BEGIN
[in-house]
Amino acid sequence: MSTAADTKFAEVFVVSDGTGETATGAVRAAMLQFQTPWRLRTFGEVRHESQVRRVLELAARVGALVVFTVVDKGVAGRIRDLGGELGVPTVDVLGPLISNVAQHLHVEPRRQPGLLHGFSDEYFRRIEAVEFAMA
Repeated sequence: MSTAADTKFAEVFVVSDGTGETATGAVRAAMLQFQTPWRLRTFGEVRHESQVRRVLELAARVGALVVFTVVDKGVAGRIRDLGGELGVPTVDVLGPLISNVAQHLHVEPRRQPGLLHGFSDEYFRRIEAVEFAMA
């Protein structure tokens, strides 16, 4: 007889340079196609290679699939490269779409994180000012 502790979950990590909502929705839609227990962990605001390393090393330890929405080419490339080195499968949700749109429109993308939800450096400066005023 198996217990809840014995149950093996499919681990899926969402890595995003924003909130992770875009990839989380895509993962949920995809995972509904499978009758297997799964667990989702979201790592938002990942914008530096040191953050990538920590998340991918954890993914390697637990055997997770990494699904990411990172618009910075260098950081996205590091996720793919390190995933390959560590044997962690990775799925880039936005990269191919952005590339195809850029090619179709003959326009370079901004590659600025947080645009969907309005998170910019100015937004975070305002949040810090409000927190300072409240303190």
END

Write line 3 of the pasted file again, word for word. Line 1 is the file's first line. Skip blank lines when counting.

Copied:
Repeated sequence: MSTAADTKFAEVFVVSDGTGETATGAVRAAMLQFQTPWRLRTFGEVRHESQVRRVLELAARVGALVVFTVVDKGVAGRIRDLGGELGVPTVDVLGPLISNVAQHLHVEPRRQPGLLHGFSDEYFRRIEAVEFAMA